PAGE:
Internet governance, Internet Corporation for Assigned Names and Numbers, ICANN, Domain Name System, DNS, top-level domain names, TLD
Library and Information Science
This paper makes the case for using regular and objective procedures to assign new Internet top-level domain names (TLDs) instead of the unscheduled, irregular, discretionary and ad hoc processes and criteria currently used by the Internet Corporation for Assigned Names and Numbers (ICANN). Adopting a regularized process is past due: after 5 years of existence, ICANN has yet to define a method for managing TLD additions to the root. Yet, the root of the DNS is an important international resource, and handling applications for new TLDs is one of ICANN’s most significant policy responsibilities. The paper shows that ICANN’s current approach to TLD additions is anti-competitive and fosters rent-seeking, political strife, and the potential if not the reality for corruption. At the least it perpetuates the perception of ICANN as operating with irregular and subjective procedures. This is a disservice both to ICANN and to the broader Internet community. The paper proposes a procedure for adding 40 top-level domains to the Internet domain name system on an annual basis. It puts forward a process for doing so that is predictable in timing and procedure, rule-driven, and economically efficient. Separate rounds would be held for commercial and noncommercial applicants, with 10 noncommercial TLDs and 30 commercial ones being added yearly. The paper analyzes the technical constraints on TLD additions and shows that the DNS (Domain Name System) protocol imposes only two significant limitations: the number of additions should be set at a low enough level to retain the hierarchical structure of the name space, and the rate of change in the root zone should not exceed the capacity of the root zone manager to accurately and reliably update and distribute the root zone file. In response to these constraints, we propose capping TLD additions at 40 per year. The specific number is admittedly arbitrary; in fact, any number between 30 and 100 would be acceptable according to many experts. For the sake of procedural simplicity and business certainty we argue that it makes sense to fix the number at a known level. We also show that root server load is not a serious factor limiting TLD additions. The paper argues that there is now and likely always will be demand for TLD additions. The paper suggests that ICANN’s role is not to second-guess the marketplace by choosing which of these TLDs are “good ideas” or most likely to succeed, but simply to coordinate TLD assignments. Consumers and suppliers interacting in the marketplace should determine which ones succeed. The paper concludes by anticipating and attempting to answer arguments that might be advanced against the proposed procedure.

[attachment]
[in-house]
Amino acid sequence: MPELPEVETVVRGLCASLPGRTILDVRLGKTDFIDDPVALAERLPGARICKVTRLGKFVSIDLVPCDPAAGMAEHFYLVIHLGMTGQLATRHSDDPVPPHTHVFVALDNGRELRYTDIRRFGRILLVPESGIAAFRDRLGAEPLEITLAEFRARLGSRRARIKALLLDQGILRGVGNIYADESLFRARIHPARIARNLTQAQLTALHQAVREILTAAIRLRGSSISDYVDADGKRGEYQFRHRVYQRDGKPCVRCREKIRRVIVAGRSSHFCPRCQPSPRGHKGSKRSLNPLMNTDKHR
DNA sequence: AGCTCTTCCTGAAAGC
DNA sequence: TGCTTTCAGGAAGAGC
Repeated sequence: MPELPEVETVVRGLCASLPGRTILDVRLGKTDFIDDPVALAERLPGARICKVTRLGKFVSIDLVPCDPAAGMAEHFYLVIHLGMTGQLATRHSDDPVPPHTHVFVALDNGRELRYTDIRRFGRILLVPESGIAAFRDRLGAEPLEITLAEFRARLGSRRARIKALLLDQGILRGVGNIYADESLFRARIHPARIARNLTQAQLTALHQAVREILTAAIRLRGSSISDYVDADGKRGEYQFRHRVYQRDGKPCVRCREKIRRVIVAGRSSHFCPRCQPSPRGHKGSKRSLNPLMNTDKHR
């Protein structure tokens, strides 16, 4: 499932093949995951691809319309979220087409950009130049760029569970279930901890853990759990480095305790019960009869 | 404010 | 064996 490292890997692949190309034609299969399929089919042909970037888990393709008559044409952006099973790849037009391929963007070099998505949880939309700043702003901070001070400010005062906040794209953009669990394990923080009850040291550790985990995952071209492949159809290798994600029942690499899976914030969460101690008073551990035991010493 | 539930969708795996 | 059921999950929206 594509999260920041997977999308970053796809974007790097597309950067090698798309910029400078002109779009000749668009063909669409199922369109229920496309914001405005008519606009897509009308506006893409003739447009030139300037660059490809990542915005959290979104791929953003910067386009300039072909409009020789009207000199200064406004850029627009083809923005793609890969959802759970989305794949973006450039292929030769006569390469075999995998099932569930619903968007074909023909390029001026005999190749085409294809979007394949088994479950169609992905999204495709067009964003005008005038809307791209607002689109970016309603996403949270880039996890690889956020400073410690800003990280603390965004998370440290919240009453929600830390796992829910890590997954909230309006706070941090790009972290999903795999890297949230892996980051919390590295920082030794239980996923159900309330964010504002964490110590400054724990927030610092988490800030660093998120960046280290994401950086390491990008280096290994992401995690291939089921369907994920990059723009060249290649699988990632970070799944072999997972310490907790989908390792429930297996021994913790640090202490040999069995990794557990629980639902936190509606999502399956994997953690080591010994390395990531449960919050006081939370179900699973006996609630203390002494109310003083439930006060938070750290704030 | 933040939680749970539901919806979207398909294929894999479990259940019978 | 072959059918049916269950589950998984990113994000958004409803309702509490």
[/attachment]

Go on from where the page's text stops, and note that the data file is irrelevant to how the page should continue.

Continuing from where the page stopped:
Milton L. Mueller and Lee McKnight, "The Post-COM internet: toward regular and objective procedures for internet governance." Telecommunications Policy 28 (7/8), 487-502 (2004).
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